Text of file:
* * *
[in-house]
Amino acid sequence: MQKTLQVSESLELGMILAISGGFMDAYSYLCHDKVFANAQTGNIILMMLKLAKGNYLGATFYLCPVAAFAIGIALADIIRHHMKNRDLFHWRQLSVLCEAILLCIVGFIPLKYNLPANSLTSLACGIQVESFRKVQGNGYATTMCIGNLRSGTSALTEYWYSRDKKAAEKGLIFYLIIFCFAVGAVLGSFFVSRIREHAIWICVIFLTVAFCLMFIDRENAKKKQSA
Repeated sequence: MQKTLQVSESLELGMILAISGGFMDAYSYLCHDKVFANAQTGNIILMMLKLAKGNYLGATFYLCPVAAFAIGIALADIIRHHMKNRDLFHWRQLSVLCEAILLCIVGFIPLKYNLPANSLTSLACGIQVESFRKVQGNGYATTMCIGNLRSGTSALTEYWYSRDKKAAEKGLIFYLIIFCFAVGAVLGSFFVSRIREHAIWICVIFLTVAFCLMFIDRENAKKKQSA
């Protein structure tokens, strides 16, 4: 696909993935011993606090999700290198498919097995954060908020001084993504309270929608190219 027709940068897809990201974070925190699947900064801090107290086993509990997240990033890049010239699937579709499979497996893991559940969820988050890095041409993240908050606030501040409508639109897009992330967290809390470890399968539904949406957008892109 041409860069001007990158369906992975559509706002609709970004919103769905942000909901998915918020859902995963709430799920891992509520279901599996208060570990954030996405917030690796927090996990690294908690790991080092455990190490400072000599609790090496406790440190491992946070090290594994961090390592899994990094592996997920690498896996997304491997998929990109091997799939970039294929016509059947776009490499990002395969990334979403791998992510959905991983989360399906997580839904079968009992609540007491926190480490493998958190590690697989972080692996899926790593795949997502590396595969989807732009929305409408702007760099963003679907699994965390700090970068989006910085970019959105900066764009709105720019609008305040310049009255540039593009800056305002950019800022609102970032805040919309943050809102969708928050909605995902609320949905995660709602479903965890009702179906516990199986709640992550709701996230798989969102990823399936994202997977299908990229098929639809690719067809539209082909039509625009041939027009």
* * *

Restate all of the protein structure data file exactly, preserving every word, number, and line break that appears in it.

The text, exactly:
[in-house]
Amino acid sequence: MQKTLQVSESLELGMILAISGGFMDAYSYLCHDKVFANAQTGNIILMMLKLAKGNYLGATFYLCPVAAFAIGIALADIIRHHMKNRDLFHWRQLSVLCEAILLCIVGFIPLKYNLPANSLTSLACGIQVESFRKVQGNGYATTMCIGNLRSGTSALTEYWYSRDKKAAEKGLIFYLIIFCFAVGAVLGSFFVSRIREHAIWICVIFLTVAFCLMFIDRENAKKKQSA
Repeated sequence: MQKTLQVSESLELGMILAISGGFMDAYSYLCHDKVFANAQTGNIILMMLKLAKGNYLGATFYLCPVAAFAIGIALADIIRHHMKNRDLFHWRQLSVLCEAILLCIVGFIPLKYNLPANSLTSLACGIQVESFRKVQGNGYATTMCIGNLRSGTSALTEYWYSRDKKAAEKGLIFYLIIFCFAVGAVLGSFFVSRIREHAIWICVIFLTVAFCLMFIDRENAKKKQSA
């Protein structure tokens, strides 16, 4: 696909993935011993606090999700290198498919097995954060908020001084993504309270929608190219 027709940068897809990201974070925190699947900064801090107290086993509990997240990033890049010239699937579709499979497996893991559940969820988050890095041409993240908050606030501040409508639109897009992330967290809390470890399968539904949406957008892109 041409860069001007990158369906992975559509706002609709970004919103769905942000909901998915918020859902995963709430799920891992509520279901599996208060570990954030996405917030690796927090996990690294908690790991080092455990190490400072000599609790090496406790440190491992946070090290594994961090390592899994990094592996997920690498896996997304491997998929990109091997799939970039294929016509059947776009490499990002395969990334979403791998992510959905991983989360399906997580839904079968009992609540007491926190480490493998958190590690697989972080692996899926790593795949997502590396595969989807732009929305409408702007760099963003679907699994965390700090970068989006910085970019959105900066764009709105720019609008305040310049009255540039593009800056305002950019800022609102970032805040919309943050809102969708928050909605995902609320949905995660709602479903965890009702179906516990199986709640992550709701996230798989969102990823399936994202997977299908990229098929639809690719067809539209082909039509625009041939027009």